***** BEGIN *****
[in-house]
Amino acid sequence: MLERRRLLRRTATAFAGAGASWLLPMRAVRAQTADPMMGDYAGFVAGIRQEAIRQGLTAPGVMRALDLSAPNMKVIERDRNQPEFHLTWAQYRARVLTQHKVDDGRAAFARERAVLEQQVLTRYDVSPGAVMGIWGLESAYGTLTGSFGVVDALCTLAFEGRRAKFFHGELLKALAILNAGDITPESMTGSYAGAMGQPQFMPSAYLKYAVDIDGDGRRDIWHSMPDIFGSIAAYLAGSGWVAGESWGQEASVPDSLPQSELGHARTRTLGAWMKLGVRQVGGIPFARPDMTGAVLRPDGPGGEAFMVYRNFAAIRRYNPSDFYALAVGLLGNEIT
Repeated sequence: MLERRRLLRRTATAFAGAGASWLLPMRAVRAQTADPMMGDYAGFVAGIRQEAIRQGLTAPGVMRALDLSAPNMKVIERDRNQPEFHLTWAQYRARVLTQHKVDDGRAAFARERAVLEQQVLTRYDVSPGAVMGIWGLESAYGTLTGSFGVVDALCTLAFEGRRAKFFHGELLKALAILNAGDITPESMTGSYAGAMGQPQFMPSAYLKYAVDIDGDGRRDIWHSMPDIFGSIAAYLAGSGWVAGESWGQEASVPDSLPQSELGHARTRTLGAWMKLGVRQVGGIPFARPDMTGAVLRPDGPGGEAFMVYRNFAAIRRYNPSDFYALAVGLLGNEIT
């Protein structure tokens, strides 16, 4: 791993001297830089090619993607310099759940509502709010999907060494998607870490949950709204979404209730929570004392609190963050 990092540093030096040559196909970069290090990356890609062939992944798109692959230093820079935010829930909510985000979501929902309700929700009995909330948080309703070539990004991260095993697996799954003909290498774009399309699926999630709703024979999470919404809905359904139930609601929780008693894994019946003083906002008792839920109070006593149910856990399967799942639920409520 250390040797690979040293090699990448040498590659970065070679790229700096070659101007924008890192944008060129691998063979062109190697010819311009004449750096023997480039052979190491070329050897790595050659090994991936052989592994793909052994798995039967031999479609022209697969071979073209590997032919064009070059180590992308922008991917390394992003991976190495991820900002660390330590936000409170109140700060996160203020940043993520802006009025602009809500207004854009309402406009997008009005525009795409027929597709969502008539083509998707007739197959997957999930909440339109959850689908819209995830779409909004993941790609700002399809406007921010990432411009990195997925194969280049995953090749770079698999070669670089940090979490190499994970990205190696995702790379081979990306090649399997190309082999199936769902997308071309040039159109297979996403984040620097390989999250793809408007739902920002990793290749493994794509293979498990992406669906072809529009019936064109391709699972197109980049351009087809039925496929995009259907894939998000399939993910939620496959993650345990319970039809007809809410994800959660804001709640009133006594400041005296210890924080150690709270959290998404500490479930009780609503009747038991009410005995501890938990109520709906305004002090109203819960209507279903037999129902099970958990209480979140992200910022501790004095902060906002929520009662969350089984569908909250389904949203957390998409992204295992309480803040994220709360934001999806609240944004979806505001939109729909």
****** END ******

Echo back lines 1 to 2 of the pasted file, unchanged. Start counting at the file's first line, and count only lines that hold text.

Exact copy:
[in-house]
Amino acid sequence: MLERRRLLRRTATAFAGAGASWLLPMRAVRAQTADPMMGDYAGFVAGIRQEAIRQGLTAPGVMRALDLSAPNMKVIERDRNQPEFHLTWAQYRARVLTQHKVDDGRAAFARERAVLEQQVLTRYDVSPGAVMGIWGLESAYGTLTGSFGVVDALCTLAFEGRRAKFFHGELLKALAILNAGDITPESMTGSYAGAMGQPQFMPSAYLKYAVDIDGDGRRDIWHSMPDIFGSIAAYLAGSGWVAGESWGQEASVPDSLPQSELGHARTRTLGAWMKLGVRQVGGIPFARPDMTGAVLRPDGPGGEAFMVYRNFAAIRRYNPSDFYALAVGLLGNEIT